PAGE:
NASA's Planet-Hunting Kepler Telescope Has Officially Run Out Of Fuel

The Kepler space telescope's end has finally come

NASA's Kepler spacecraft dead after discovering thousands of planets

And now after a mammoth nine-and-a-half-year mission in search of potentially life-sustaining planets, NASA's Kepler Space Telescope has officially run out of fuel.

Kepler is at the verge and waiting for the command which would come in the next two weeks that will deactivate its transmitter and instruments after which it will drift in a safe orbit trailing the Earth.

"As NASA's first planet-hunting mission, Kepler has wildly exceeded all our expectations and paved the way for our exploration and search for life in the solar system and beyond", Thomas Zurbuchen, associate administrator of NASA's Science Mission Directorate, said in a statement. Those systems range from Kepler-233, whose parent star may be merely 5 million to 10 million years old, to Kepler-444, whose planets may be more than twice Earth's 4.5 billion-year age.

Kepler showed us that "we live in a galaxy that's teeming with planets, and we're ready to take the next step to explore those planets", she said.

Kepler allowed astronomers to discover that 20% to 50% of the stars we can see in the night sky are likely to have small, rocky, Earth-size planets within their habitable zones - which means that liquid water could pool on the surface, and life as we know it could exist on these planets.

Four years into its mission, mechanical failures briefly halted observations. "It was an extremely clever approach to doing this kind of science", said Leslie Livesay, director for astronomy and physics at NASA's Jet Propulsion Laboratory, who served as Kepler project manager during mission development. Over the life of the mission, more than 100,000 of those stars were actively monitored by Kepler.

Kepler focused on stars thousands of light-years away and, according to NASA, showed that statistically there's at least one planet around every star in our Milky Way Galaxy.

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The asteroid-hopping Dawn mission ran out of fuel last month. Scientists are expected to spend over a decade making new discoveries in the treasure trove of data Kepler provided.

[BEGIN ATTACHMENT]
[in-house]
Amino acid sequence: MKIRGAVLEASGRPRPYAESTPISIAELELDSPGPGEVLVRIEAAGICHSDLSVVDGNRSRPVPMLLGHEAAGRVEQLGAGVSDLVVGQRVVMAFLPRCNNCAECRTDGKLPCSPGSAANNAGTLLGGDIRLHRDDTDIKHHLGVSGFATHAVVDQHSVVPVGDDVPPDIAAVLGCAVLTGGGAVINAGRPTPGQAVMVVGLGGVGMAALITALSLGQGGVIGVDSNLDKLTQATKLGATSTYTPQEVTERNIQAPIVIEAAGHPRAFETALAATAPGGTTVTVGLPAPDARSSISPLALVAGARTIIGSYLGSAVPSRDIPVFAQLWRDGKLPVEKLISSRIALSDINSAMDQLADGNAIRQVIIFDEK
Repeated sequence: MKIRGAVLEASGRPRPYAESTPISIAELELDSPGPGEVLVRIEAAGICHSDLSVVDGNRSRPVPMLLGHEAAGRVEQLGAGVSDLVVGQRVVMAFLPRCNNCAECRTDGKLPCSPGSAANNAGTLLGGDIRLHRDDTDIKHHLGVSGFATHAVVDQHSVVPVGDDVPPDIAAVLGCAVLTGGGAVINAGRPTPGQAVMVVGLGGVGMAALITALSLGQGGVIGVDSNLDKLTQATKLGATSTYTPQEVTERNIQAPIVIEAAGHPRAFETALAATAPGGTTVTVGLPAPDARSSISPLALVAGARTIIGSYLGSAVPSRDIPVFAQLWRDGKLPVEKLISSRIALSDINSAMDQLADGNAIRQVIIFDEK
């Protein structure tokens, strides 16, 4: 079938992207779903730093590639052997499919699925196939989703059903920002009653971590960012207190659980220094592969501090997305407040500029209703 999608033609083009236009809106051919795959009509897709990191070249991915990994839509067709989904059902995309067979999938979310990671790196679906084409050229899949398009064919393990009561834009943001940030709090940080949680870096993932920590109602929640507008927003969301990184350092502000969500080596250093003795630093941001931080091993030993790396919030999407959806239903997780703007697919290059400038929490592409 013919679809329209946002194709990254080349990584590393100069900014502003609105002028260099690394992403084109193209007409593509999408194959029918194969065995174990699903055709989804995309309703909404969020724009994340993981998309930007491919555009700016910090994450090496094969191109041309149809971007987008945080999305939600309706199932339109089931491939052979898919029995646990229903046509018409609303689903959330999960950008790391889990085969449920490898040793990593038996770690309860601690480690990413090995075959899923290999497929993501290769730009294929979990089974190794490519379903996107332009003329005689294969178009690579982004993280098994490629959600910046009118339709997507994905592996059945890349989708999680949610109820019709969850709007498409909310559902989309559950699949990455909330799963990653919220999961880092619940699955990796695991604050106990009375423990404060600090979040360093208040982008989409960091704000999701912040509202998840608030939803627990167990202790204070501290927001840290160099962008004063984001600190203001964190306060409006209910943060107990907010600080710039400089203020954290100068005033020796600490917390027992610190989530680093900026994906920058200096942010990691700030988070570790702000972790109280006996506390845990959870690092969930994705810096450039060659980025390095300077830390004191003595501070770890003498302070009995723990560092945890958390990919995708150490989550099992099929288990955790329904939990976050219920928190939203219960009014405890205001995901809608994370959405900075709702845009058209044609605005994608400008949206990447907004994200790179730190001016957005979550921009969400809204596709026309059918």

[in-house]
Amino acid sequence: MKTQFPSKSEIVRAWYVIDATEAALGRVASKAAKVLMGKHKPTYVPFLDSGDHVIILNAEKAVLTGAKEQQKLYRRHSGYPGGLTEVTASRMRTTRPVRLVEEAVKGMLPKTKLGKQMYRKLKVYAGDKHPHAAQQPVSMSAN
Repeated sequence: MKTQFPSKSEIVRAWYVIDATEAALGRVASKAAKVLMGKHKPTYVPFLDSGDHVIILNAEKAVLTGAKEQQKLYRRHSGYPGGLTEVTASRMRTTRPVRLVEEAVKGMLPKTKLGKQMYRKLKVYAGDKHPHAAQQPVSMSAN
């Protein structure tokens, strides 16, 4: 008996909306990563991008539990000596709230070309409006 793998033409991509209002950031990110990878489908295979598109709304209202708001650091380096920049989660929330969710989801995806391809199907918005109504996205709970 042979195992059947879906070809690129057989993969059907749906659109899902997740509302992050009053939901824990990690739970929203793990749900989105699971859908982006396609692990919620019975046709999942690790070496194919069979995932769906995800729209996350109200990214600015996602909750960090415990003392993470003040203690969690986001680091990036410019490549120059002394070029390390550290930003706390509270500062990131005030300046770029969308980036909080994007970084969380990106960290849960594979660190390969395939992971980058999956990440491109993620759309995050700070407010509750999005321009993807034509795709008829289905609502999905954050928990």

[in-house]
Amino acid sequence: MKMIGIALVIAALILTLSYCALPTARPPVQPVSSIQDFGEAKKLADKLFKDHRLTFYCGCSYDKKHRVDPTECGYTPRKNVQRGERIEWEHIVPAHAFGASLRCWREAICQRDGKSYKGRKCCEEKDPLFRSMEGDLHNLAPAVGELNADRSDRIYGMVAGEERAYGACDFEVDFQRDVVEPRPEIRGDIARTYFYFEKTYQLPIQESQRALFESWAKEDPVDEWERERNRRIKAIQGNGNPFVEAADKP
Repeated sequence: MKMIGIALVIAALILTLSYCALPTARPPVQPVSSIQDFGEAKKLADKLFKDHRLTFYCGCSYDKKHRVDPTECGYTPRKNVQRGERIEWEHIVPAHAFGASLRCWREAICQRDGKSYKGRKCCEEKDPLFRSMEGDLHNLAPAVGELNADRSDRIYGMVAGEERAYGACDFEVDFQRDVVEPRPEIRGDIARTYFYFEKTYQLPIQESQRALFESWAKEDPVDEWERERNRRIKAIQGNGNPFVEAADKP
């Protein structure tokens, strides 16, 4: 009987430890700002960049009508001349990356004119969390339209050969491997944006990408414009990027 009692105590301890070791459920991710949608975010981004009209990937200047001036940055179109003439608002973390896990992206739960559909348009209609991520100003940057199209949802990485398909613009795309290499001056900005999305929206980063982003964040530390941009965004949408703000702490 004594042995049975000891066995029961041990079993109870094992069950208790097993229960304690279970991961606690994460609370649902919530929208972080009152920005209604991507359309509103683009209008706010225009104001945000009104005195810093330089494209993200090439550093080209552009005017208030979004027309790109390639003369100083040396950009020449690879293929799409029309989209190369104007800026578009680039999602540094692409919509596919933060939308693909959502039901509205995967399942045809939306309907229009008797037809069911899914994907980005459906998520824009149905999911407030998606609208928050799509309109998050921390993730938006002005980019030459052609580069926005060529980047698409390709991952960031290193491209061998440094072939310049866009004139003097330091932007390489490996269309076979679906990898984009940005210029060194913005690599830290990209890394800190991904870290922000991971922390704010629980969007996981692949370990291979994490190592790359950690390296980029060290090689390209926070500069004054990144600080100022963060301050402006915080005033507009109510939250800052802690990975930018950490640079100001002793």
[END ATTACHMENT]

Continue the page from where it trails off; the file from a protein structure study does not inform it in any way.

The latest data, from Campaign 19, will complement the data from NASA's newest planet hunter, the Transiting Exoplanet Survey Satellite, launched in April. "Kepler has had a successful nine-and-a-half year mission". The first data from TESS is already being sent to Earth and analyzed.

There's poetry in Kepler's ability to make us feel both small and also so connected to the rest of our universe.

Kepler's data also provided a new way to assess whether a planet had a solid surface, like Earth and Mars, or is gaseous, like Jupiter and Saturn. Rather, it served as a sensitive photometer, continuously measuring the brightness of stars in its wide field of view, on the lookout for the tell-tale dimming that occurs when a planet passes in front of its sun as viewed from Earth. They convinced their peers and they convinced NASA that this was a mission that had to be done.

"In the end, we didn't have a drop of fuel left for anything else", said Charlie Sobeck, project system engineer.

Kepler's originally planned $640 million mission went far longer than anticipated, thanks in part to a spacecraft-saving fix that was made in 2013 when a crucial part of the probe's fine-pointing system went out of commission.

NASA's Kepler mission has discovered a world where two suns set over the horizon instead of just one.

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